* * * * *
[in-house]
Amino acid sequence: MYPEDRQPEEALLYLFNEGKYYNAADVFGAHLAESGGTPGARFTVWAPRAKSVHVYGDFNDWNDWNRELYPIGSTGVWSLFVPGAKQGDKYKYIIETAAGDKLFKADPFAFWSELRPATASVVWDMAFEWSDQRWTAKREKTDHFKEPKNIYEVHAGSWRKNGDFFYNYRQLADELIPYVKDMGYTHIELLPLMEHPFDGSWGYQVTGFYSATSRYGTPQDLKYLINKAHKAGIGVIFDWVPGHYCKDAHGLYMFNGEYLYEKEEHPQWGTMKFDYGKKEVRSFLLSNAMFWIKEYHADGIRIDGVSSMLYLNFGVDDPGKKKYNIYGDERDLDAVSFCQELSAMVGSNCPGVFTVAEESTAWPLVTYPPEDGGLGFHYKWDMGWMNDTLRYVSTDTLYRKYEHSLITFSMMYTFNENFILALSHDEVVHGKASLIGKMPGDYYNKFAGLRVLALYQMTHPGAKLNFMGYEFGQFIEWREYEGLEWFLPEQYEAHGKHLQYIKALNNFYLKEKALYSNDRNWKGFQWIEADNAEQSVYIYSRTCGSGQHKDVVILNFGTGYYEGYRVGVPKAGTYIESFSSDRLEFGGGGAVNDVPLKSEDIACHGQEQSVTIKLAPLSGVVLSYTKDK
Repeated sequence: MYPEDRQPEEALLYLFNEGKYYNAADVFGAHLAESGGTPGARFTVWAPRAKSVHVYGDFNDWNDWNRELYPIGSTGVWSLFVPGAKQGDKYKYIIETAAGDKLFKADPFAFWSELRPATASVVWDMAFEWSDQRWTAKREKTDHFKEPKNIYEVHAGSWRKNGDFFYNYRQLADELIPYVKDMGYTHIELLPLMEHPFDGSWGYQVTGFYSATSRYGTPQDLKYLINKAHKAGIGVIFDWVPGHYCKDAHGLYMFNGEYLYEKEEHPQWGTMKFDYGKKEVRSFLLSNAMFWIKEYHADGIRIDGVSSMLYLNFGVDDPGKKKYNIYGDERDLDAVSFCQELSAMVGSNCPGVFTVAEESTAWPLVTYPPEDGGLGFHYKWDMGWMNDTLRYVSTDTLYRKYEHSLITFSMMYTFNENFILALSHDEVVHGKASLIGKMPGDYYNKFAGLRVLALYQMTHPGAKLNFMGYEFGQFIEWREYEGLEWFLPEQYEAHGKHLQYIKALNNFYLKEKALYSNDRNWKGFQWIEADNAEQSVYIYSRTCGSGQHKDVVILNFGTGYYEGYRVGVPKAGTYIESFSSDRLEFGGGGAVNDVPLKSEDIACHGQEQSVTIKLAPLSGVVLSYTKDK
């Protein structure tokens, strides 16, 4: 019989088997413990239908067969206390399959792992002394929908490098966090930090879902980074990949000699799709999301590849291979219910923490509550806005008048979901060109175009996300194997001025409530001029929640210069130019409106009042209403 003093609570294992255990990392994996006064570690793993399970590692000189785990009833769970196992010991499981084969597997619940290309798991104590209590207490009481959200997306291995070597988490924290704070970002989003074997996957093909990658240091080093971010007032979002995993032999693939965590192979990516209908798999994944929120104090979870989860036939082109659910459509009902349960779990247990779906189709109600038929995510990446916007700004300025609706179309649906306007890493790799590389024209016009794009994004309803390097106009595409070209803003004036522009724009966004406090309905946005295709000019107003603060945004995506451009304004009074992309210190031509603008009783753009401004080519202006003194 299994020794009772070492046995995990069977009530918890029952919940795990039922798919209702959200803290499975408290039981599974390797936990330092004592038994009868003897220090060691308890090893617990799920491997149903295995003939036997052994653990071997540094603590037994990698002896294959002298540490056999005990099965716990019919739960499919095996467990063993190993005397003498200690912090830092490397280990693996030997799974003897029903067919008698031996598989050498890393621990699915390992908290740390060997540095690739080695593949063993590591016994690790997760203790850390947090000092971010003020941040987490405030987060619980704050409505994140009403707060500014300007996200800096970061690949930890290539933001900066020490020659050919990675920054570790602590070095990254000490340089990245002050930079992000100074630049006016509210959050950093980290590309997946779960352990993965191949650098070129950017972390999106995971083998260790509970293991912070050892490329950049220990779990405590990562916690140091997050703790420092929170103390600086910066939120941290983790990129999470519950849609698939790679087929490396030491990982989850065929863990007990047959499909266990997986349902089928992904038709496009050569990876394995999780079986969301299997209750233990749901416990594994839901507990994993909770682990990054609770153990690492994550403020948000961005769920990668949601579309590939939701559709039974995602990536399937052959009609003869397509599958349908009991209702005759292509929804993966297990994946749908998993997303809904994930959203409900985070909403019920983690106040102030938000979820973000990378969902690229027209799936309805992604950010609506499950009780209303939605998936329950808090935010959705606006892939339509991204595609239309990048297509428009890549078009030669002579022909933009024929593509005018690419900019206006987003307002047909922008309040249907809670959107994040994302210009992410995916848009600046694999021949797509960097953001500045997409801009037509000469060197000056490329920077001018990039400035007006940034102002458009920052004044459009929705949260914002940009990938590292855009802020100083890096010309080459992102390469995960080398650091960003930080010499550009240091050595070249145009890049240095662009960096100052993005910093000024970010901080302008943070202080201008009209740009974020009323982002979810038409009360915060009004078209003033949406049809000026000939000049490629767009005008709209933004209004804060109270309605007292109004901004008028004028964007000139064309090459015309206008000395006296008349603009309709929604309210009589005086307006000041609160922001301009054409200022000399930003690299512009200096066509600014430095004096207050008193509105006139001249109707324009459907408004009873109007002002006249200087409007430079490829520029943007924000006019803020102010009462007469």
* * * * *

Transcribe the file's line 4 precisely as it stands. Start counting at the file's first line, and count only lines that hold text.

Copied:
């Protein structure tokens, strides 16, 4: 019989088997413990239908067969206390399959792992002394929908490098966090930090879902980074990949000699799709999301590849291979219910923490509550806005008048979901060109175009996300194997001025409530001029929640210069130019409106009042209403 003093609570294992255990990392994996006064570690793993399970590692000189785990009833769970196992010991499981084969597997619940290309798991104590209590207490009481959200997306291995070597988490924290704070970002989003074997996957093909990658240091080093971010007032979002995993032999693939965590192979990516209908798999994944929120104090979870989860036939082109659910459509009902349960779990247990779906189709109600038929995510990446916007700004300025609706179309649906306007890493790799590389024209016009794009994004309803390097106009595409070209803003004036522009724009966004406090309905946005295709000019107003603060945004995506451009304004009074992309210190031509603008009783753009401004080519202006003194 299994020794009772070492046995995990069977009530918890029952919940795990039922798919209702959200803290499975408290039981599974390797936990330092004592038994009868003897220090060691308890090893617990799920491997149903295995003939036997052994653990071997540094603590037994990698002896294959002298540490056999005990099965716990019919739960499919095996467990063993190993005397003498200690912090830092490397280990693996030997799974003897029903067919008698031996598989050498890393621990699915390992908290740390060997540095690739080695593949063993590591016994690790997760203790850390947090000092971010003020941040987490405030987060619980704050409505994140009403707060500014300007996200800096970061690949930890290539933001900066020490020659050919990675920054570790602590070095990254000490340089990245002050930079992000100074630049006016509210959050950093980290590309997946779960352990993965191949650098070129950017972390999106995971083998260790509970293991912070050892490329950049220990779990405590990562916690140091997050703790420092929170103390600086910066939120941290983790990129999470519950849609698939790679087929490396030491990982989850065929863990007990047959499909266990997986349902089928992904038709496009050569990876394995999780079986969301299997209750233990749901416990594994839901507990994993909770682990990054609770153990690492994550403020948000961005769920990668949601579309590939939701559709039974995602990536399937052959009609003869397509599958349908009991209702005759292509929804993966297990994946749908998993997303809904994930959203409900985070909403019920983690106040102030938000979820973000990378969902690229027209799936309805992604950010609506499950009780209303939605998936329950808090935010959705606006892939339509991204595609239309990048297509428009890549078009030669002579022909933009024929593509005018690419900019206006987003307002047909922008309040249907809670959107994040994302210009992410995916848009600046694999021949797509960097953001500045997409801009037509000469060197000056490329920077001018990039400035007006940034102002458009920052004044459009929705949260914002940009990938590292855009802020100083890096010309080459992102390469995960080398650091960003930080010499550009240091050595070249145009890049240095662009960096100052993005910093000024970010901080302008943070202080201008009209740009974020009323982002979810038409009360915060009004078209003033949406049809000026000939000049490629767009005008709209933004209004804060109270309605007292109004901004008028004028964007000139064309090459015309206008000395006296008349603009309709929604309210009589005086307006000041609160922001301009054409200022000399930003690299512009200096066509600014430095004096207050008193509105006139001249109707324009459907408004009873109007002002006249200087409007430079490829520029943007924000006019803020102010009462007469």